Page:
Zero density, although that is a bit of a misleading answer.
The Kugeblitz (1) is a black hole made out of radiation, like light. This is because mass and energy are interchangeable, so having enough energy in a small area means you can create a black hole as well. In this case by concentrating so much light through a single spot at a single moment that it collapses. This might also be the only way to feed a black-hole powered ship since it is exceedingly hard to feed a subatomic black hole with ordinary matter consisting out of atoms.
This does prove one thing: the mass of the object does not matter, what matters (heh) is getting enough density or energy in a single point of space, which will then form a black hole.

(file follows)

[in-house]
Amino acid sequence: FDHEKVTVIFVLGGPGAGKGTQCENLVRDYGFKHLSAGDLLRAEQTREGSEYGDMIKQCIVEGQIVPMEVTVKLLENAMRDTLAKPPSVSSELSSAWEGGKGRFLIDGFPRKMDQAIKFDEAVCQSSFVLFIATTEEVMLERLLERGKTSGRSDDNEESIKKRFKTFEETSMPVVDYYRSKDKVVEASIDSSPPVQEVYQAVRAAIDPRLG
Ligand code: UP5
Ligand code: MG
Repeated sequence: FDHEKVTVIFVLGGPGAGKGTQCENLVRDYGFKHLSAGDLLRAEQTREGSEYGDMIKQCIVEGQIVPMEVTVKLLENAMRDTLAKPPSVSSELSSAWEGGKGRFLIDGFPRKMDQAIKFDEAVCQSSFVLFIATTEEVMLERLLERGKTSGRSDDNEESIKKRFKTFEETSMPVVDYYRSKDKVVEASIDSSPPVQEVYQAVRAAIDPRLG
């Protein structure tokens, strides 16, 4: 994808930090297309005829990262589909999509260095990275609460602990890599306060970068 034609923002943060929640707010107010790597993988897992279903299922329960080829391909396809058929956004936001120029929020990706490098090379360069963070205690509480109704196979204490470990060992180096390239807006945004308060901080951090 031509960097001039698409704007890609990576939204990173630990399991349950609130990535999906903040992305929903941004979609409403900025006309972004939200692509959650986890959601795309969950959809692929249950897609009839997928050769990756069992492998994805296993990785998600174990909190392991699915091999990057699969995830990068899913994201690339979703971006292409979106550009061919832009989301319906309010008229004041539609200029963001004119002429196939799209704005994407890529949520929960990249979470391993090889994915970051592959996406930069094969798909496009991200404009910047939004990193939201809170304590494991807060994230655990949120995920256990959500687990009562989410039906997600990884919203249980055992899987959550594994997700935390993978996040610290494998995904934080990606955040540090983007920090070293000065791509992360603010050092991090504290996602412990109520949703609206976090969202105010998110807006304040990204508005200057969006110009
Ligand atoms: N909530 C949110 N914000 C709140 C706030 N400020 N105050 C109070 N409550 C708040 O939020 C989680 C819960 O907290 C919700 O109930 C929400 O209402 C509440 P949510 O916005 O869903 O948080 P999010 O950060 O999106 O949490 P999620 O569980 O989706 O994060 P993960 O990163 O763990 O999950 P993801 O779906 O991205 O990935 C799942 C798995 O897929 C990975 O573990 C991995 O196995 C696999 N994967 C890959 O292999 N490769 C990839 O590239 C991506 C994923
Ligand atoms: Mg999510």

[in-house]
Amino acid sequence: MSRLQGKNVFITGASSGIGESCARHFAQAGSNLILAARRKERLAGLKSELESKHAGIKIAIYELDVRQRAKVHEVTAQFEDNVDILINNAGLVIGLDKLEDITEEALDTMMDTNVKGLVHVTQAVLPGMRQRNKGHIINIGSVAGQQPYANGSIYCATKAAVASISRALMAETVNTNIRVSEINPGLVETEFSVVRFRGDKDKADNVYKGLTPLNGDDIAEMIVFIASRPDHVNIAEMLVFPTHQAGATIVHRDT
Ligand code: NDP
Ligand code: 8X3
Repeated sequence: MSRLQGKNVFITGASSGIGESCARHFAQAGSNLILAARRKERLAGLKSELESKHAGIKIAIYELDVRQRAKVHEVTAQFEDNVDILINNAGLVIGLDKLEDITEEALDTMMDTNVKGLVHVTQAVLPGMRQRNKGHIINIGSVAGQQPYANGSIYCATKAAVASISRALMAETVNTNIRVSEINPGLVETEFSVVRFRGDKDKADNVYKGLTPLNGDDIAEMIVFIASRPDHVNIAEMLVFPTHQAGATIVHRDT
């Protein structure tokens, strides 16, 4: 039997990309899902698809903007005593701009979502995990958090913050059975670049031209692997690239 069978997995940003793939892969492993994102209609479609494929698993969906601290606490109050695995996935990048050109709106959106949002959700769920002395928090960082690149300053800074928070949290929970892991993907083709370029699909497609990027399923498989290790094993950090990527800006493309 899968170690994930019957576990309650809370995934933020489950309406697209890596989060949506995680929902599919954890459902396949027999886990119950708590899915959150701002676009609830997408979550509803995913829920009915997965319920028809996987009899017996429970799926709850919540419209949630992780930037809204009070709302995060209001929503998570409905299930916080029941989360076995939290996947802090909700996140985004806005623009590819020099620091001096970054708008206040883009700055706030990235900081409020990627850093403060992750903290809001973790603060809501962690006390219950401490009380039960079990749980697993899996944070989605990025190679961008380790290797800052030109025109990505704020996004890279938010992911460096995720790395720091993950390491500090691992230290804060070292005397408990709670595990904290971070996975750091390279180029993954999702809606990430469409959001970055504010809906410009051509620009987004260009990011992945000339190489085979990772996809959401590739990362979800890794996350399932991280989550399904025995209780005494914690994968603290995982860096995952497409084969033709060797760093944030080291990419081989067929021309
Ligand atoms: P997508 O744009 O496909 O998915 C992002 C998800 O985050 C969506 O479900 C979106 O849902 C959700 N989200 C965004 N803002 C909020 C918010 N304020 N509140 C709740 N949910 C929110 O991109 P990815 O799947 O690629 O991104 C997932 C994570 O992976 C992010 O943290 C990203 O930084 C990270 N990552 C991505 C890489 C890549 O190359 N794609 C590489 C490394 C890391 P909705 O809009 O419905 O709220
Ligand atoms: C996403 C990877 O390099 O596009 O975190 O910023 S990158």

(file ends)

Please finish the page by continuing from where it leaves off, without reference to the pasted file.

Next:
Just be sure to check that calculator from L.Dutch's answer. It also mentions something else: the lifespan of the black hole. Any black hole will evaporate (although this is actually an unconfirmed theory, but our best guess at how one works). This evaporation causes energy to be released, and the smaller a black hole is the faster than evaporation process. This process converts mass to energy, and the last seconds of a black hole surpass nuclear bomb levels of energy release. A black hole that lasts a day weighs 1.22928E7 kg for example. Your taco wont be close.